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taddyangle

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Reply with quote  #1 

I read this mornings newspaper, and while they are getting closer to the truth, we still get the typical quotes for these types of stories.  I am always on the look out for a real estate agents that has a realistic opinion of the market, and just when I think I read one that quotes the truth, I am shattered by the end of the quote.

 

Myopic Quotes w/ my commentary (in Green):

 

San Diego real estate agent Calvin Goad, who represents the Fleischmanns, says the region is experiencing a normal cycle of decline following a boom. Great, I like what this agent is saying. “The prices are coming down right now, An agent that speaks the truth, how refreshing. but it is a good time for the buyer to jump into the market,” he said. I knew it, when has an agent ever said it is not a good time to buy.  I am not sure, but I think this is the second most common phrase used by an agent.  The first is, we have another offer coming in, so you better hurry and get yours in today. “San Diego historically does take a small drop in price, but then the market levels.” What, this simply is not true.  I am going to track this guy down and send him my ugly chart.

 

 

 

 

 

Housing hangover

With the county's median home price experiencing its first year-to-year decline in a decade, would-be sellers are feeling a ...

STAFF WRITERS

July 13, 2006

San Diego County's once blistering housing market moved into negative territory for the first time in 10 years as overall prices declined 1 percent last month from June 2005.

Graphic: Biggest gains, losses by ZIP code
With home sales slowing for the 24th consecutive month, real estate analysts said the decline clearly indicates a softening market, but not one that is destined to crash.

“Across the region, prices are coming down, incentives are rampant, and sellers are adjusting to longer times on the market,” said Peter Dennehy of Sullivan Group Real Estate Advisors.


MELANIE CONNER
Now renting in Portland, Ore., Elizabeth and Todd Fleischmann have been trying to sell their Escondido townhome for more than five months, changing agents and cutting the price without success. They no longer are holding out for top dollar.
“People have come to regard their homes as a cash machine, and that's not how you should be looking at real estate,” he said.

DataQuick Information Systems reported yesterday that last month's median home price slid to $488,000, off 1 percent from a year earlier, and down 6 percent from last November's peak of $518,000.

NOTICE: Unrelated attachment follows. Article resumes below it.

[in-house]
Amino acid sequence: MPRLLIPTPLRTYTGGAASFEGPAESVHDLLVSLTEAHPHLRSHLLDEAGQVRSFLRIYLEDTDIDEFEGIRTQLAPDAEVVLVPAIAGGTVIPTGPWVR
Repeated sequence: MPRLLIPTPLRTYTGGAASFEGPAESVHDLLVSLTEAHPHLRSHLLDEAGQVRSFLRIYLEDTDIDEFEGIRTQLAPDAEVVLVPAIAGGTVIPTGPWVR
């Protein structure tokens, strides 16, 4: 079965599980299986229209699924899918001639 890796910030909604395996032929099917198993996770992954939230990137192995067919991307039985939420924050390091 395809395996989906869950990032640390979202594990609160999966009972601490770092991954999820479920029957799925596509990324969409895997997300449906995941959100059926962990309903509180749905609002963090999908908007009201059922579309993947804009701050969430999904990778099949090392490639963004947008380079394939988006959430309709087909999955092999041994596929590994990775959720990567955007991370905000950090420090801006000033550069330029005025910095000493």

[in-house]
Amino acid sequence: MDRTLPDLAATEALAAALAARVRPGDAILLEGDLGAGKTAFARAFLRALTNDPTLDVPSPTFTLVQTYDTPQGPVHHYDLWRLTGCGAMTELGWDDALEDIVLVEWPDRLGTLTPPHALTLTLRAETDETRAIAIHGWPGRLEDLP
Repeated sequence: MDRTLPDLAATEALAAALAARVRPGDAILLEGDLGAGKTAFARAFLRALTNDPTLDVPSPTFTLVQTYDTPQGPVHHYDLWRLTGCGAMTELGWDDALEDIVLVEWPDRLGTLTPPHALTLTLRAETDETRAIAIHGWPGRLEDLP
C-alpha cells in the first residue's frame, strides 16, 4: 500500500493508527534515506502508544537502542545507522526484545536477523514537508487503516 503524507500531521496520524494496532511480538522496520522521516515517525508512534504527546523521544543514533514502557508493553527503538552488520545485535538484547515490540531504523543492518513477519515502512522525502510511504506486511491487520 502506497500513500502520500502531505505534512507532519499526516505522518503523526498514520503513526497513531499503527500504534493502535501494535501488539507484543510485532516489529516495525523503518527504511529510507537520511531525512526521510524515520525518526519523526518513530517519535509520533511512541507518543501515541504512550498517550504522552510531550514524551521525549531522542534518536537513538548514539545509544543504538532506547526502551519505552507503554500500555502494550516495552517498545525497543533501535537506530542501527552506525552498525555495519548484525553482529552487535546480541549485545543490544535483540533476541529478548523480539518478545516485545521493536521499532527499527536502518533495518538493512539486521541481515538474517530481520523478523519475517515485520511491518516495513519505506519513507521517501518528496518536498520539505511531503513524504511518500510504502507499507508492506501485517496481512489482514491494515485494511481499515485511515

Graphic: June housing prices for the county
Although resale prices for single-family homes showed a gain of nearly 2 percent from June 2005, the market's drop was brought by sagging prices for resale condos and new houses, DataQuick analyst John Karevoll said.

“To me, this is just part of a plateauing of prices,” he said. “Between now and the fall, I'd say half the months will be slightly positive and half slightly negative, but I really don't read the drama in these numbers that most people will.”

The numbers should come as little surprise to many home sellers who have watched their properties sit on the market for months, in some cases lowering their asking prices in hopes of getting an offer.

After having his vacant Escondido townhome languish for more than five months, Todd Fleischmann realized his price was too high for a market now driven by rising mortgage interest rates and slowing demand.


HOWARD LIPIN / Union-Tribune
Already living in a new condo, Dyann Reilly walks through the empty condo she has been trying to sell in downtown San Diego. Last weekend she paid to have the space staged with furniture in hopes of attracting a buyer.
Late last month, after relocating to Portland, Ore., the 26-year-old computer network administrator and his wife, Elizabeth, changed real estate agents and dropped their asking price by nearly $24,000 to $338,000. Fleischmann had paid $324,000 for the property in mid-2004.

“It has been a disappointment but it is what it is,” Fleischmann said. “I am more concerned with selling my property than trying to get top dollar.”

Because the couple's finances have been stretched by the burden of paying rent in Portland, along with mortgage and homeowner fees on the Escondido property, they've decided to cut their losses.

“My wife and I are trying to get our lives started,” Fleischmann said. “It wasn't happening in San Diego. It is a pretty expensive area to live in.”

San Diego real estate agent Calvin Goad, who represents the Fleischmanns, says the region is experiencing a normal cycle of decline following a boom. “The prices are coming down right now, but it is a good time for the buyer to jump into the market,” he said. “San Diego historically does take a small drop in price, but then the market levels.”


Amid the overall price drop – the first since July 1996 – there were some positive signals in the market report for last month, including substantial price jumps for some communities from a year ago.

Single-family resale houses, more than half of the local housing market, showed a price gain of 1.8 percent over June of last year, DataQuick found. The median price last month in the category reached $565,000, a slight decline from May's record of $569,500. The median represents the midpoint of all sales, with half above and half below that figure.

Meanwhile, overall sales in June were up slightly from May, a hopeful sign of a strengthening market, some analysts said.

Nevertheless, sales were down 24 percent from a year earlier, the 24th consecutive month of year-to-year sales declines.

“We are seeing an increase of inventories to normal levels, but it has dramatically changed the psychology of the market,” said Leslie Appleton-Young, chief economist for the California Association of Realtors. “Buyers have more properties to look at, more time to decide.

“There is excess steam in the market created by three to four years of very rapid price appreciation,” she said.

Still, long gone are the heady days of double-digit price gains. The last time San Diego County saw year-over-year increases in the double digits was April of last year, topping off a trend that had held steady for 64 consecutive months, Karevoll said.